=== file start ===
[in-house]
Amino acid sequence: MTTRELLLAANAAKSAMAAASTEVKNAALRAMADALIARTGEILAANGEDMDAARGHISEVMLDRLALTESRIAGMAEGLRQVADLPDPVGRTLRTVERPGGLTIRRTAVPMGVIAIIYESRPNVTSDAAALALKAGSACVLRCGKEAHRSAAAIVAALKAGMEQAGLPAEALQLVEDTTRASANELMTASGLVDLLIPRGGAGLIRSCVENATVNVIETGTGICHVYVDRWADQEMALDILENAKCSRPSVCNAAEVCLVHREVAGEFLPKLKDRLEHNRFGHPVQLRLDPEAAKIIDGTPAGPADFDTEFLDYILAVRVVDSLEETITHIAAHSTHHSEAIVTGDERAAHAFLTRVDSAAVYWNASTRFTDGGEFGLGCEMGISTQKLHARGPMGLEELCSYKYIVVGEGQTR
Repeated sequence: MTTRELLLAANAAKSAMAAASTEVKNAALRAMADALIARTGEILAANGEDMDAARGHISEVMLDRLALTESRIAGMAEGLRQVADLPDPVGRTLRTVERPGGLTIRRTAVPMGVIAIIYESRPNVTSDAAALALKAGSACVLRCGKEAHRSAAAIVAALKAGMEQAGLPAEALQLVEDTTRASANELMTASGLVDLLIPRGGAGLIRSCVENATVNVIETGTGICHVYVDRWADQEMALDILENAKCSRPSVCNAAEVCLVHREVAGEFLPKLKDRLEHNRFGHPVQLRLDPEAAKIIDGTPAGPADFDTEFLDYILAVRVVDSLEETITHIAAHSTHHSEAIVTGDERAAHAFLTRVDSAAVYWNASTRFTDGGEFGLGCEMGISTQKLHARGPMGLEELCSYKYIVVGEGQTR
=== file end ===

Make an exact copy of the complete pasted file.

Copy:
[in-house]
Amino acid sequence: MTTRELLLAANAAKSAMAAASTEVKNAALRAMADALIARTGEILAANGEDMDAARGHISEVMLDRLALTESRIAGMAEGLRQVADLPDPVGRTLRTVERPGGLTIRRTAVPMGVIAIIYESRPNVTSDAAALALKAGSACVLRCGKEAHRSAAAIVAALKAGMEQAGLPAEALQLVEDTTRASANELMTASGLVDLLIPRGGAGLIRSCVENATVNVIETGTGICHVYVDRWADQEMALDILENAKCSRPSVCNAAEVCLVHREVAGEFLPKLKDRLEHNRFGHPVQLRLDPEAAKIIDGTPAGPADFDTEFLDYILAVRVVDSLEETITHIAAHSTHHSEAIVTGDERAAHAFLTRVDSAAVYWNASTRFTDGGEFGLGCEMGISTQKLHARGPMGLEELCSYKYIVVGEGQTR
Repeated sequence: MTTRELLLAANAAKSAMAAASTEVKNAALRAMADALIARTGEILAANGEDMDAARGHISEVMLDRLALTESRIAGMAEGLRQVADLPDPVGRTLRTVERPGGLTIRRTAVPMGVIAIIYESRPNVTSDAAALALKAGSACVLRCGKEAHRSAAAIVAALKAGMEQAGLPAEALQLVEDTTRASANELMTASGLVDLLIPRGGAGLIRSCVENATVNVIETGTGICHVYVDRWADQEMALDILENAKCSRPSVCNAAEVCLVHREVAGEFLPKLKDRLEHNRFGHPVQLRLDPEAAKIIDGTPAGPADFDTEFLDYILAVRVVDSLEETITHIAAHSTHHSEAIVTGDERAAHAFLTRVDSAAVYWNASTRFTDGGEFGLGCEMGISTQKLHARGPMGLEELCSYKYIVVGEGQTR